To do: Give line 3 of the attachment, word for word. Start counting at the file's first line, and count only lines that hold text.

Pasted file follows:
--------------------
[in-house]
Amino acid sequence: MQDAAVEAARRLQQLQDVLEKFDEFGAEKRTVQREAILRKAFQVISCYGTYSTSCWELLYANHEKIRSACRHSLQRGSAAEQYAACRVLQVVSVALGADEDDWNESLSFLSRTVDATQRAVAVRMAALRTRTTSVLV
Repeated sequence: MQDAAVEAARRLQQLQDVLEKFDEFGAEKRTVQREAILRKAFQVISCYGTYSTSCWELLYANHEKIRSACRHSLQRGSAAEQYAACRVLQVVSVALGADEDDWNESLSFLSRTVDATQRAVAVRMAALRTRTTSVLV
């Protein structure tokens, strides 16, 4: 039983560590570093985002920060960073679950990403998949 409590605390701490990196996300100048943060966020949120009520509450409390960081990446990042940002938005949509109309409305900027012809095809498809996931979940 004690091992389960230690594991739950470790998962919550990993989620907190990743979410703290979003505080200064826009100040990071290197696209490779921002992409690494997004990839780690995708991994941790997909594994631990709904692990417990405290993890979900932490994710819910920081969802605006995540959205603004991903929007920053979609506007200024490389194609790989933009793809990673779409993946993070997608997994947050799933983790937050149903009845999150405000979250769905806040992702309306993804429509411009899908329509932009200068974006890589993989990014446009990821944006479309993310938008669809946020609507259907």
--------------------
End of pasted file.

Repeated sequence: MQDAAVEAARRLQQLQDVLEKFDEFGAEKRTVQREAILRKAFQVISCYGTYSTSCWELLYANHEKIRSACRHSLQRGSAAEQYAACRVLQVVSVALGADEDDWNESLSFLSRTVDATQRAVAVRMAALRTRTTSVLV